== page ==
How NOT to Study for the LSAT


Manhattan Prep LSAT Blog - How NOT to Study for the LSAT by Matt Shinners

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I was on my way to a science degree. I had all-nighters studying Organic Chemistry under my belt. I had completed hours and hours of lab work.

That last one was what changed my mind.

My career plan had been to become a researcher at a pharmaceutical company, but I just didn’t enjoy spending hot days in a glove box measuring out micrograms of catalysts for reactions that almost certainly wouldn’t work. Yes, I’m impatient.

So what was I to do? Law school, of course! It was a respectable profession that would allow me to deal with the cool part of science—when something’s been created and it’s time to get a patent. The rationale was half-baked at best.

That decision, and the LSAT it necessitated, changed my life.

My LSAT prep process was an absolute mess.

I registered at the last minute (end of August for the October exam), which meant I needed to travel from Boston to the suburbs of Philly to take the test. Rather than use prep books to learn test strategy and structure, I focused solely on taking PrepTests to figure it all out from scratch; rather than hire a car, I had decided to reinvent the wheel.

And take PrepTests I did—every day.

That’s right. I’d wake up, hit the gym, take a test, and review it. Eat, go back to the gym, take another test, and review that one. Then, I’d watch an episode of King of the Hill, go to bed, and do it all over again the next day.

Why was I doing daily double sessions at the gym, you ask? Two reasons: 1. My friends and I were really into the “300” workout at the time. 2. Science tells us that exercise improves learning.

Why King of the Hill? You sure ask a lot of questions, huh? It’s just a good show and was a useful way to wind down at the end of the day.

I nearly lost my mind. My neck hurt so bad from leaning over books that my girlfriend was convinced I had meningitis. I spent at least three times as many hours as I should have spent studying since I was brute-forcing my way to understanding instead of using materials to learn from someone else.

I did see results (my PrepTest score went up about 20 points in that month), but my study plan was massively inefficient. I spent way more time and energy than was necessary in my preparation and quite possibly shaved years off of my life in the process.

I didn’t believe my score at first; I thought it was a typo. But I looked at the test, checking my answer sheet against the credited responses, and the score was right. I had received a perfect 180.

I had been on the fence for law school, but my score opened doors that clinched my decision. I ended up enrolling at Harvard Law School and received my JD in 2009.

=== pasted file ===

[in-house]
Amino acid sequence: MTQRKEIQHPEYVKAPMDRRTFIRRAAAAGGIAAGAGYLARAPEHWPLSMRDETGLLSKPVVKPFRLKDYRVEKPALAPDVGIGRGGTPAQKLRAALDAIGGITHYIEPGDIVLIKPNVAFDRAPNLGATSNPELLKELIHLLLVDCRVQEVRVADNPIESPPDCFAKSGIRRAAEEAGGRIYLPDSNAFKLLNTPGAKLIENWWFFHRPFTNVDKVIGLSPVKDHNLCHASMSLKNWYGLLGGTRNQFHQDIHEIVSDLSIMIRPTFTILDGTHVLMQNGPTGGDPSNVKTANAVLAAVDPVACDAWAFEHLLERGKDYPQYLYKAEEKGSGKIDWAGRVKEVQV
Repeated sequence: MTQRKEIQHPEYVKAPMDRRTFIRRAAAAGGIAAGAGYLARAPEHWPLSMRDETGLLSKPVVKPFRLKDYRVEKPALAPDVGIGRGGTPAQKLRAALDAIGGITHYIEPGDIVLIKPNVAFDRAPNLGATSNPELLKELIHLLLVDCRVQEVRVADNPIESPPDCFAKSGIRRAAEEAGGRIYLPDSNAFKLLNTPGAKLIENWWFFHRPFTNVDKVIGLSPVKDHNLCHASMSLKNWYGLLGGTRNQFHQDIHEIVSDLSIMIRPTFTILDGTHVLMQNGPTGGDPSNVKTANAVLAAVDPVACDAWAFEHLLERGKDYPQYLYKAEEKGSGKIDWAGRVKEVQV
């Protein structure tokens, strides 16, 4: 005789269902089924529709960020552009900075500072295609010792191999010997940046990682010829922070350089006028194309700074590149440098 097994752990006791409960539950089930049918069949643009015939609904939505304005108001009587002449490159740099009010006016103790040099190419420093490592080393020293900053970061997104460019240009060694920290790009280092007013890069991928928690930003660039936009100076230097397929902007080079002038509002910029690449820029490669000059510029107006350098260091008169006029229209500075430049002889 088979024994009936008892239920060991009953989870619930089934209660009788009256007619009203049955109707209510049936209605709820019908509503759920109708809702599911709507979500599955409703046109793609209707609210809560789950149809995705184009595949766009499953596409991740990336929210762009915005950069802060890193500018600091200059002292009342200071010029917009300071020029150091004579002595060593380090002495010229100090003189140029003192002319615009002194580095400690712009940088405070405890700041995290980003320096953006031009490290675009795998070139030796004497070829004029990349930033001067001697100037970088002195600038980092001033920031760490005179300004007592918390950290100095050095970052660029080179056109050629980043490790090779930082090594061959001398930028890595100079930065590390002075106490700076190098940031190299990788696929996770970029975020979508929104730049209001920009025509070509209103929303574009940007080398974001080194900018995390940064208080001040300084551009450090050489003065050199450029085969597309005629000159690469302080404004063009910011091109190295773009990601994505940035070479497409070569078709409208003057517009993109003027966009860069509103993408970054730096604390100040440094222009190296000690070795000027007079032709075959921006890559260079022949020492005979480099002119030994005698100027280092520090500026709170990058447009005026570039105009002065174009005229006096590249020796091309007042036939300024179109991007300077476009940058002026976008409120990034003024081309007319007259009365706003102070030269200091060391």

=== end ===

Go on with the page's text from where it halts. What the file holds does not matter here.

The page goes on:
After law school, I chose not to practice law (firm life just wasn’t for me), but I’m glad I went. I learned a lot during my time there. I met many people who challenged me to consider new viewpoints, and I feel I grew a lot as a person. It definitely helped me frame my own beliefs and arguments better. I also met my wife there, so, of course, no regrets.

In lieu of practicing law, I started teaching the LSAT, and I found using my knowledge to help others to be profoundly rewarding. Today, I’m helping to build the LSAT program for an education company I believe in.

My month in LSAT prep hell was completely avoidable, and my career since has been devoted to finding the most efficient, effective way to prep for the test. At Manhattan Prep, we’ve developed an LSAT curriculum and course structure based on the latest research in learning science, and we’re continuing to work everyday toward perfecting that formula.

The LSAT paved the way to my law school experience and a career I love. I just wish I knew then what I know now about the most painless way to prep for the test.

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Matt Shinners Manhattan Prep LSAT InstructorMatt Shinners is a Manhattan Prep instructor and jdMission Senior Consultant based in New York City. After receiving a degree in Biochemistry from Boston College, Matt scored a 180 on his LSAT and enrolled in Harvard Law School. There’s nothing that makes him happier than seeing his students receive the scores they want to get into the schools of their choice. Check out Matt’s upcoming LSAT courses here

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